Proctor Glove Wheel Casters

I’ve received several emails recently on where I got my 3″ wheel casters from. These are the exact one’s used by Mike Senna and Victor Franco, so I can’t take credit for finding them – but the question keeps coming up , so I thought it might be a good idea to post the information I have.

I have no idea why these seem to work better than others, I think it’s a combination of the dimensions and having a soft rubber wheel that works on variety of surfaces – and the price is right too.

My first set came from a friend in Southern California who bought them at the Arrow/Ace Hardware in Yorba Linda (714-524-1621) for $7 each. Once I had them in hand I was also able to get my local Ace Hardware to order me some spares.

Here’s a close up of the label that might help –

Manufacturer: Proctor Glove
Part Number: 3RS
Description: 3″ Rubber Swivel 125lb
UPC: 7 80272 000003 7

They’re made in Korean and sold by Proctor Glove Co. who are located in Santa Fe Springs CA, or more specifically:

11122 Shoemaker Ave
Santa Fe Springs, CA 90670
(562) 903-1320

I don’t think any builder has called them up directly to try and order, but if you are successful please let me know and I can add it to this post.

A builder contacted them a few years ago and did a run of these, including offering the rubber wheels in softer or harder variants.

Related:

Posted by Chris on July 9th, 2008 in Feet | No Comments

Tags: , , ,

Dome Pie Panel Hinge Experiments

Adding hinges to anything on Artoo is tricky, with so many curves and often located in tight spaces it’s really hard to get things just right. I’d bought a bunch of the Robart “350” bomber door hinges a long time ago, and successfully added some to the power charging panel. They’re not cheap, but if you shop around you can find them for around $7 a pair.

There are other options that are cheaper, like the McMaster Carr steal hinges or the plastic one’s Calvin found for 30c. But the consensus seems to be that the Robart hinges are the way to go.

Some builders have had to reverse and trim part of the hinge to get them to work, but I’m not convinced it’s necessary for the dome pie panels. Here’s Keith’s explanation on how he uses them.

Most people seem to use epoxy to secure the hinges, but I also like how Calvin uses nuts and bolts for easy removal.

For my experiments I temporarily used adhesive foam tape, and played with several configurations.

I started off with Keith’s method of trimming and doubling up the hinges. I also added back the cut out from the inner dome to the pie panel to give it more weight and substance.

I found that by reversing and trimming the hinge, it has to sit right on the edge of the dome cut out – making it really easy to align – this is probably the only advantage I can see for flipping the mounting.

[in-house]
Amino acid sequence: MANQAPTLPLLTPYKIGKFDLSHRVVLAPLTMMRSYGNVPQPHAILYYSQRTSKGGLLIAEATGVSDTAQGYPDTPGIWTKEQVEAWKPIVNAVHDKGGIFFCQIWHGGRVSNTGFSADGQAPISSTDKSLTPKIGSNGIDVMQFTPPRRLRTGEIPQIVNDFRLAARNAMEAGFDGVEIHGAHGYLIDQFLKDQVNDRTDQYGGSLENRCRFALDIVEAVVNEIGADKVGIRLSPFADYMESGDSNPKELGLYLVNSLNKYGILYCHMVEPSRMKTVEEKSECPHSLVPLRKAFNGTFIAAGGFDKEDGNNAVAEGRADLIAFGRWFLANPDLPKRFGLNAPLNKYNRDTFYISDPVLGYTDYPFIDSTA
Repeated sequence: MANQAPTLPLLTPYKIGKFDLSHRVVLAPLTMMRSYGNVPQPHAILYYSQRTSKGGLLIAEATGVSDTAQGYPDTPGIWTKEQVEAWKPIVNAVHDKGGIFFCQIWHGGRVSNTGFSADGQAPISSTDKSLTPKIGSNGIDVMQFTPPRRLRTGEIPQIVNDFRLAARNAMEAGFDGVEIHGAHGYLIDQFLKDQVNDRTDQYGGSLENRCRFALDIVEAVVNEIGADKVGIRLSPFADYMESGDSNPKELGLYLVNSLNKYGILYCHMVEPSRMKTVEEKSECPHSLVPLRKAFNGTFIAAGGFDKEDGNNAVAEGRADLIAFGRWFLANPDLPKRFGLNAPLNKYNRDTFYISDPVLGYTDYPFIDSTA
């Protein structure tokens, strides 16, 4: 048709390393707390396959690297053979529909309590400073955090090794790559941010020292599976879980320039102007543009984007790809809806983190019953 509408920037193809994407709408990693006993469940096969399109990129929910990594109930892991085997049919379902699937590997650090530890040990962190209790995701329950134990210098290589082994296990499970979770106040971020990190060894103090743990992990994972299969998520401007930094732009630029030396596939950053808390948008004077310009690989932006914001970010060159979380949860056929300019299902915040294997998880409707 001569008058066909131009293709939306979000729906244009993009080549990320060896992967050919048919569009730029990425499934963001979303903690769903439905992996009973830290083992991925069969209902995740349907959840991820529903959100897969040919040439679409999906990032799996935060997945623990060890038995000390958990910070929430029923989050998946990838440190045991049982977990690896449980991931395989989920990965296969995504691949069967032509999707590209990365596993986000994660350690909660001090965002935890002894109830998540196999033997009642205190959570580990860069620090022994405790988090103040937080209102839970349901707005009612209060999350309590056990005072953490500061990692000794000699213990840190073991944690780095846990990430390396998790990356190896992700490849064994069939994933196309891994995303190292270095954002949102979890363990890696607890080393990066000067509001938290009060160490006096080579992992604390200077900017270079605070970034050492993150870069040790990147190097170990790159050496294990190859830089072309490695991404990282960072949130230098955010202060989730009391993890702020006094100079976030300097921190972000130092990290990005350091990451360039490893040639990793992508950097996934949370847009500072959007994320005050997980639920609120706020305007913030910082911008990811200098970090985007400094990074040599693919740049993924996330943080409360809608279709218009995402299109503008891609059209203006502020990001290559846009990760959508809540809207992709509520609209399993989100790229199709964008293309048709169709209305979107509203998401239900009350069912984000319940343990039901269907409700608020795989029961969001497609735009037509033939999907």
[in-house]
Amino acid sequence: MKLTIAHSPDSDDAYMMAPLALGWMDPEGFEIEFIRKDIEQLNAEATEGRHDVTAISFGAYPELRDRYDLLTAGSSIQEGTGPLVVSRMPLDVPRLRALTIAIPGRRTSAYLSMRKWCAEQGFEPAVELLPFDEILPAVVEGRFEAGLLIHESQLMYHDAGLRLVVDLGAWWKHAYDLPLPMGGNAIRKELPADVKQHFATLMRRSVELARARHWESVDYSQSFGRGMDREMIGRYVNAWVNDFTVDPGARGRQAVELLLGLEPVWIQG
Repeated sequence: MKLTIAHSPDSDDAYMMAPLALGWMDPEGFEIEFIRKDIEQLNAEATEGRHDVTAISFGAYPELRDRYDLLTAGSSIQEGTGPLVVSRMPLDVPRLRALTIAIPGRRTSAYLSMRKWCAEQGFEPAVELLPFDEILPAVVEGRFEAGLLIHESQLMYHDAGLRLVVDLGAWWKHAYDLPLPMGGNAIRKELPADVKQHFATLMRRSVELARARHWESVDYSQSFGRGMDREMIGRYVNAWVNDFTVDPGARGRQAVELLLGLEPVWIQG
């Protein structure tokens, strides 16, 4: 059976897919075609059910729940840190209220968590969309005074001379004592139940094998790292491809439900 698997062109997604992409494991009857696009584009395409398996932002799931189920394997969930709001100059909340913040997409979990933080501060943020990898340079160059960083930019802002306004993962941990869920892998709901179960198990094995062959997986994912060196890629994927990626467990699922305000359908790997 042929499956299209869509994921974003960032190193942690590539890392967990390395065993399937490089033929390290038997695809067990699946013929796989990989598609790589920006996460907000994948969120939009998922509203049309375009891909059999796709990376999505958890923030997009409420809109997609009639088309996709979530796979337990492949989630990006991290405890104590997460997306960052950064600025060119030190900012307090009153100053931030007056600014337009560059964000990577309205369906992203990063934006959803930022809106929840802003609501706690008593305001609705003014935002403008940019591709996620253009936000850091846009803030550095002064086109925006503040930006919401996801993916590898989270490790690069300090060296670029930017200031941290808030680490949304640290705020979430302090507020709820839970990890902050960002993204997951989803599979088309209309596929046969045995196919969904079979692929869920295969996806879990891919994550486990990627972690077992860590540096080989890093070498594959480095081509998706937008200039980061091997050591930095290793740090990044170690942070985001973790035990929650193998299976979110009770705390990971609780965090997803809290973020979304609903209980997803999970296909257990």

But I’m not crazy about how it look so close to the edge.

I also had to slightly file the inside bottom edge of the pie panel to get it to open cleanly.

For my next test I went the minimalistic route, and used a single hinge, configured the ‘correct’ way with it extending further into the dome. I also did not attach the extra cut out to the pie panel.

It was a snap to align and worked surprisingly well and opened just as easy as the first, if not easier. I suspect a servo would like the setup a bit better, being lighter and only having to move one joint. However, it felt more flimsy (obviously) and it would be super important to keep the single screw tight – which is hard to do on anything Artoo.

In summary – I like the heavy feel of the first option and how it sounds when it closes, but I also like the simplicity and cost saving of the second. I’m going to sleep on it tonite and get a second opinion tomorrow before permanently affixing anything to the dome.

Related:

Posted by Chris on July 8th, 2008 in Dome | 2 Comments

Tags: , , , ,

Mounting RF Remotes to the Futaba

I had to find a better way to mount the RF remotes to my new Futaba transmitter. I’d originally had them mounted to the sides of Vex transmitter, but really didn’t want to go this route this time around.

I’m still toying with the idea of taking the electronics from the two RF remotes and installing it all in a custom box that would look similar to the Vantec HitchHiker /keycoder, but it’s been almost a year since I blogged something similar, and I’ve yet to do it 🙂

After some experimentation, I went with a very simple acrylic bracket to fix the main RF remote on the front of the Futaba, making it very easy to control with either hand. It does cover the screen, but to be honest it’s rarely used and the bracket is easily removed or lifted.

The bracket is only secured in one spot, the bottom of the Futaba with Velcro for easy removal.

I mounted the second RF remote sideways on the battery compartment on the back of the Futaba. Right now it only has functions that aren’t used often, so I don’t think it’ll be to inconvenient having it there.

The only real catch with this setup is the antennas, occasionally I’ve found it necessary to extend them if I get to far away from Artoo.

Posted by Chris on July 6th, 2008 in Electronics, RC | No Comments

Tags: , , ,

Newer Entries »